Fornost Arnor – Death Of A Rose

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Review by Jason Guest

In prog metal, the chances of a band carving out a place of their own in the ever-broadening canon of musos intent on drawing together both the dark and the light in thought-provoking and distinctive ways is becoming increasingly difficult. A scene awash in musical epicureans that are as technically adept as they are creative, to craft a work that marks a band out as one worthy of more than just a mention is no mean feat, particularly when the bar – as well as audience expectation – is being perpetually raised. And so, since 2006, Fornost Arnor have been sculpting their own sound with an EP that year and, following a brief hiatus, 2009’s Escaping The Abyss, and with Death Of A Rose attempt to further scale the summits of musical development and experimentation.

Able to emulate the haunting and ominous power of the darker sides of metal without the burden of rapidly-strummed riffs and throat-tearing blasphemy, Fornost Arnor utilise their combined musical skills to craft canvasses of a rich sonic diversity that are as moving as they are striking. In terms of musicianship, Fornost Arnor successfully balance the needs of the individual for musical expression with that of combined musical accomplishment. Last’s drumming is technical, precise and powerful; Sam Austen’s bass sound is deep and robust, his melodic approach complementing the riffs and colouring the acoustic passages with lines that firmly bridge the gap between the guitars and the drums; and Greg Chiver’s and Will Hall’s guitar work is astounding. From acoustic passages to technical riffing to demonic death metal, the tracks move through many peaks and valleys, encountering all kinds of sonic terrain found between the extremes of dark sensitivity and lavish introspection. As such, there’s the odd occasion where the songs can feel laboured – though not necessarily weak – with some parts being repeated with a little less creative exploration than the parts allow. The riffs are so strong that drummer James Last could take it upon himself to play something a little different to that which he played the first time the passage was performed so as to avoid the copy-and-paste feel that they incur. But these are minor flaws that are far outweighed by the band’s and the album’s many strengths.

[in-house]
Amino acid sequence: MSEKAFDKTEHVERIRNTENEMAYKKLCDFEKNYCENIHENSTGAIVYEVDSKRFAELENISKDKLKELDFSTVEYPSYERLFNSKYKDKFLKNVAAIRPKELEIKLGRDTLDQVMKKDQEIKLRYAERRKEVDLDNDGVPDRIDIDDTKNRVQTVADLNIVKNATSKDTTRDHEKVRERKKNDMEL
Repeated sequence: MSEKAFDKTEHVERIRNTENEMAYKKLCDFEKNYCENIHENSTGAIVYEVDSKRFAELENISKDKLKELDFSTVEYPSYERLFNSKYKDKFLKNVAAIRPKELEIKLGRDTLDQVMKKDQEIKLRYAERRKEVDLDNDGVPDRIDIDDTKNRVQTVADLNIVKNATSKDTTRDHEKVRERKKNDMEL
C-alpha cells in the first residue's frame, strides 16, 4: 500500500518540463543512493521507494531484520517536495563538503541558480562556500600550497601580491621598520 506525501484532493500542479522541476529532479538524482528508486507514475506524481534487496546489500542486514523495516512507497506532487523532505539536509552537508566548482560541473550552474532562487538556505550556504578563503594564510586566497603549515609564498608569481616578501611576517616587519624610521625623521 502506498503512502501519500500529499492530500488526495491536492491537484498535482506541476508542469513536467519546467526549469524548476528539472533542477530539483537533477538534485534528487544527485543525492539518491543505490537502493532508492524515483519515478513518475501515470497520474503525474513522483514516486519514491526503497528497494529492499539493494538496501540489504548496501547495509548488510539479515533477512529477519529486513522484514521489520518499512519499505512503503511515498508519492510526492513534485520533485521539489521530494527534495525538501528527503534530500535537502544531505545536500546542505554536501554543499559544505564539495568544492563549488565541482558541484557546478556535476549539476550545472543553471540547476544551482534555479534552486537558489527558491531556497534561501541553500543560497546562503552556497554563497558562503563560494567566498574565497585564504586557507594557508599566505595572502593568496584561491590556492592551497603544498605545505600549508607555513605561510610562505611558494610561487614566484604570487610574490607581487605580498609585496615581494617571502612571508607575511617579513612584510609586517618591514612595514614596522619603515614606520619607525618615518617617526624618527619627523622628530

The songs bear an aural compulsion that draws the listener in so that the minutiae can be savoured and digested as part of the greater whole. With such quality in the writing and the musicianship, Death of a Rose deserves to raise the band out of the footnotes of prog metal’s history and get the band the kind of attention they deserve. Whether or not mainman Greg Chivers chooses to replace recently departed lead guitarist Will Hall, one thing is certain, Fornost Arnor will move from strength to strength.

7 out of 10

Track Listing:

  1. Rogue
  2. Nameless Fear
  3. Path Marked Unknown
  4. Lady Heresy
  5. Aspire For The Darkest Hour
  6. The Death Of A Rose I
  7. The Death Of A Rose II
  8. Farewell